To design for meaningful play provide a story with meaning , add rule system they can master; be mindful of side effects and social context.

also see an article at BBC News Gamification time: What if everything were just a game?

Life in Perpetual Beta

How the Internet is Revolutionizing Education - Infographic

How the Internet is Revolutionizing Education
Via: OnlineEducation.net

Games: Tools for Mass Media

Why use a Game?

In the SXSW session Games: Tools for Mass Media, the presenters McCall, Taylor, Augustin and Portnow explained how games are different from other communication media. Importantly, a game is interactive; it allows users to be engaged in a story to explore an idea or to influence an outcome. Today a game can be distributed as easily as a tweet. Passive listening in a lecture is one way and the listener is often left out.

Games like "Fate of the World," and "Peacemaker" have the potential to make a positive impact because they cover real world issues. In the game Peacemaker the user gets to play the other side and see what it is like to be "over there."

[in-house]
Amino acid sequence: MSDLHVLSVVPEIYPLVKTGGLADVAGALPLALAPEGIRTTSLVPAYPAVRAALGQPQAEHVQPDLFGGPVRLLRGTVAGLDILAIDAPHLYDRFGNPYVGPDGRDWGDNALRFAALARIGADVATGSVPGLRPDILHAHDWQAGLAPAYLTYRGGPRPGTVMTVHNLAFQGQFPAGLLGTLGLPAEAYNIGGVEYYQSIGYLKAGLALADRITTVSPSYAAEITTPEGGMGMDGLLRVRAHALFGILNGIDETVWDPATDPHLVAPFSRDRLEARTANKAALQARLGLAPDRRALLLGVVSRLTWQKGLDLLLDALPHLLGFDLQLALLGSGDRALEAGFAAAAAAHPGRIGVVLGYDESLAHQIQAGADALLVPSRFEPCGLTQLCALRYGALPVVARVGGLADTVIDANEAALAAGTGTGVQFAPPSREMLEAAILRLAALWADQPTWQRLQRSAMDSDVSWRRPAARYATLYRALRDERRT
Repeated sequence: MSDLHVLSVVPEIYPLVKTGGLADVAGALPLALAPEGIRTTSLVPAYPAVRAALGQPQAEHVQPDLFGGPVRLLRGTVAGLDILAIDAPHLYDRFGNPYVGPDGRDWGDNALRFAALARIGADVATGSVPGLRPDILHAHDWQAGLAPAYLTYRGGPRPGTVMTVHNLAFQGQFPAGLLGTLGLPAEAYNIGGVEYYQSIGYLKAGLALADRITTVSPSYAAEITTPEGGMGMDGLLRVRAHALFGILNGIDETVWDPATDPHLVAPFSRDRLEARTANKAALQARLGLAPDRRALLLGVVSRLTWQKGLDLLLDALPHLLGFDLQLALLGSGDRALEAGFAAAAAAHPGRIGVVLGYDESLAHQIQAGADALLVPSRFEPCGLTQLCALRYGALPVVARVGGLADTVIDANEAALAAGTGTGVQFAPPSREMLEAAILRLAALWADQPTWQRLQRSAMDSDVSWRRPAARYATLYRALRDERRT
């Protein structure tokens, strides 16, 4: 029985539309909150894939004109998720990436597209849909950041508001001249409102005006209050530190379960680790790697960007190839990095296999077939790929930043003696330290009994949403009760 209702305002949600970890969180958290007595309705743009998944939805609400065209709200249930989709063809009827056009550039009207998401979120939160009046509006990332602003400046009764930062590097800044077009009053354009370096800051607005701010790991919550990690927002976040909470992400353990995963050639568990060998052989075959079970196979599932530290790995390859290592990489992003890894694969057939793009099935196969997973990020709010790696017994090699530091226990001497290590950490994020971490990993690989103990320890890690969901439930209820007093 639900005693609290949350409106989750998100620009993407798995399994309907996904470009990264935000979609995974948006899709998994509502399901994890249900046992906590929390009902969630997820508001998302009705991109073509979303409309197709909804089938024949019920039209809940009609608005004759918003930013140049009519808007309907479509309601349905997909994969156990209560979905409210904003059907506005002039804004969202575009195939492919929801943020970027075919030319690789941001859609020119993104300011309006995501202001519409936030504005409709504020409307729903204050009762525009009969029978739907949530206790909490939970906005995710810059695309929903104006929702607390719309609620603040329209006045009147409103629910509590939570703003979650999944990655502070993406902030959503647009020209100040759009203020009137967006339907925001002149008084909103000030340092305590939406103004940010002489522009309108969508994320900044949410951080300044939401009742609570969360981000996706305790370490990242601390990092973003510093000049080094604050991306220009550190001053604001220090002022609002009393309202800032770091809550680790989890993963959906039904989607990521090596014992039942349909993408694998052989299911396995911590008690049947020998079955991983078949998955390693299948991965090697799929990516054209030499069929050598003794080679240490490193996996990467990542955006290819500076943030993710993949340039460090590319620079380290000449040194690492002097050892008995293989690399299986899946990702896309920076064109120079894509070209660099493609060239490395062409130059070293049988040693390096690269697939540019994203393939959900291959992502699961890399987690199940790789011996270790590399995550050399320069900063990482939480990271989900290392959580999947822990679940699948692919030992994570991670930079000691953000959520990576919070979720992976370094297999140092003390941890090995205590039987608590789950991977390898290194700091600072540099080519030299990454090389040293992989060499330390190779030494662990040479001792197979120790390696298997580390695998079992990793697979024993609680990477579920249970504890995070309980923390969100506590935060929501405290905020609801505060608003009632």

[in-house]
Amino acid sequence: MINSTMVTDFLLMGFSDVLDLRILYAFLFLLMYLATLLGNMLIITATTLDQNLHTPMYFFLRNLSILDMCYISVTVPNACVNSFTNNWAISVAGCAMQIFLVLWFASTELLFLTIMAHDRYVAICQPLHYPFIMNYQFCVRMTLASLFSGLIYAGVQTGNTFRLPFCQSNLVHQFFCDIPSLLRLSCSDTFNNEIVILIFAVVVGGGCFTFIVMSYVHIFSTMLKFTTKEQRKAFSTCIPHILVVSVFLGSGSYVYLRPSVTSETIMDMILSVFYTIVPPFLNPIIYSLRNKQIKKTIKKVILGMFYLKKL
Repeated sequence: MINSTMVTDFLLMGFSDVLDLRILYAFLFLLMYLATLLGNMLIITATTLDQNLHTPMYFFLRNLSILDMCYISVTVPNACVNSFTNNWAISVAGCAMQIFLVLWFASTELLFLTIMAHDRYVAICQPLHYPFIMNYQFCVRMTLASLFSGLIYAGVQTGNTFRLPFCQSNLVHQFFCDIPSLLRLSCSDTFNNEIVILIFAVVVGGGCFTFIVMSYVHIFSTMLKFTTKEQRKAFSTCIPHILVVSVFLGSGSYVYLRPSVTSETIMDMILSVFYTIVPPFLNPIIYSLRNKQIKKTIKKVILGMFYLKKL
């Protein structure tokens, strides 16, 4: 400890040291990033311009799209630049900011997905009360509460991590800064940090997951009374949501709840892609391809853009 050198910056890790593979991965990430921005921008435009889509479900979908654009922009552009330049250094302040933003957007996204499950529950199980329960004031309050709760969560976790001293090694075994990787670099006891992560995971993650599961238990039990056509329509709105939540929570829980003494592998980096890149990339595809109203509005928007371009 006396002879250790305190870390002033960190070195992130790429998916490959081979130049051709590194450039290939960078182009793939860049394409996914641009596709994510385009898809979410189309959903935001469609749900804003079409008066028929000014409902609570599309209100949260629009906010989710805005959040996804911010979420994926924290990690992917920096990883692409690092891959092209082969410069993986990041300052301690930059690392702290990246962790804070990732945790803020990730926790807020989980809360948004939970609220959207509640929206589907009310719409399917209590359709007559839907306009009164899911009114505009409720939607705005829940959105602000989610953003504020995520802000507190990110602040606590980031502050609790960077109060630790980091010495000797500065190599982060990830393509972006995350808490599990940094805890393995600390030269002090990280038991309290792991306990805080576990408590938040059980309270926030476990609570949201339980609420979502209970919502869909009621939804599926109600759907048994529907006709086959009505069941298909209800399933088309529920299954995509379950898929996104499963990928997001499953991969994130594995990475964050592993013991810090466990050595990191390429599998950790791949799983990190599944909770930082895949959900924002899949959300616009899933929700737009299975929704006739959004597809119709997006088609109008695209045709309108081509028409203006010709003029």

One of the presenters, Michael Augustin is the creator of GameSalad a free game creation tool that anyone can use.

Read more about GameSalad on their Blog

The Future is all Touchy-Feely

It was clear at SXSW that the audiences were engaged not only in what was being presented but also in their own touchy-feely activities. Mobile devices ruled whether they were iPhones, tablets, iPads, Androids or laptops. And the laptops were mostly MacBooks. Writing notes on a paper seemed decidedly prehistoric. Hashtags ruled with Twitter as the medium of choice for interaction with the presenters and community. Even the desktops provided at the information stations around the conference had touch interfaces.

If you believe in learning styles, it appeared to be a haven for those of the kinesthetic kind. The truth as I see it is that it's the new normal-touch as the mode to be engaged, to be in the moment from wherever you are.

At the session The Future of Touch User Interface Design presenters Amish Patel and Kay Hofmeester, discussed Touch as a language under development. To explain they took the audience through how languages of media develop:
  • In stage one when new technology is introduced it's at an experimental stage. It's basically a prototype
  • In stage two, we tend to copy or mimic the forms of an old language.
  • In stage three, a New Language is developed for the media